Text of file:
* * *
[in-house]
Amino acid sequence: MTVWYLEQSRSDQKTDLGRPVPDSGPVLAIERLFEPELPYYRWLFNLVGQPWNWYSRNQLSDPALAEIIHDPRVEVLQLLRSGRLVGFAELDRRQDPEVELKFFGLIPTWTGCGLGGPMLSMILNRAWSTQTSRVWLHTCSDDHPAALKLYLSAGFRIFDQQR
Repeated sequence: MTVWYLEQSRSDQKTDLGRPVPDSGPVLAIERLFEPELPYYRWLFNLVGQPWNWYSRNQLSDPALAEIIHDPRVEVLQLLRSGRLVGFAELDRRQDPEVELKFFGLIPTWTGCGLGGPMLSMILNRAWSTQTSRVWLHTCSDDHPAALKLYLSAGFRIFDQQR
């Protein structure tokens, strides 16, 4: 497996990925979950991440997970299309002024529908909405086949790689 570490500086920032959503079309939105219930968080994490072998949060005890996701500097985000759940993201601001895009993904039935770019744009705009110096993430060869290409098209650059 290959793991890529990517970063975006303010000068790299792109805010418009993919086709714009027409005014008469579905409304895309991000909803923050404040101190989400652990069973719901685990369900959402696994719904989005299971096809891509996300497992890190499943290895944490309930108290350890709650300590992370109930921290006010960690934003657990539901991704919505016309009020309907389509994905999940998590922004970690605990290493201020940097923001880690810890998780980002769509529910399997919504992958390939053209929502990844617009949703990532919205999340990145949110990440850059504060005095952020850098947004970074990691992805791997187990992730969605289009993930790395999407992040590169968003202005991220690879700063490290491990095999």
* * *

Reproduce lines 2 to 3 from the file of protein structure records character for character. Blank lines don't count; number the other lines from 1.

Amino acid sequence: MTVWYLEQSRSDQKTDLGRPVPDSGPVLAIERLFEPELPYYRWLFNLVGQPWNWYSRNQLSDPALAEIIHDPRVEVLQLLRSGRLVGFAELDRRQDPEVELKFFGLIPTWTGCGLGGPMLSMILNRAWSTQTSRVWLHTCSDDHPAALKLYLSAGFRIFDQQR
Repeated sequence: MTVWYLEQSRSDQKTDLGRPVPDSGPVLAIERLFEPELPYYRWLFNLVGQPWNWYSRNQLSDPALAEIIHDPRVEVLQLLRSGRLVGFAELDRRQDPEVELKFFGLIPTWTGCGLGGPMLSMILNRAWSTQTSRVWLHTCSDDHPAALKLYLSAGFRIFDQQR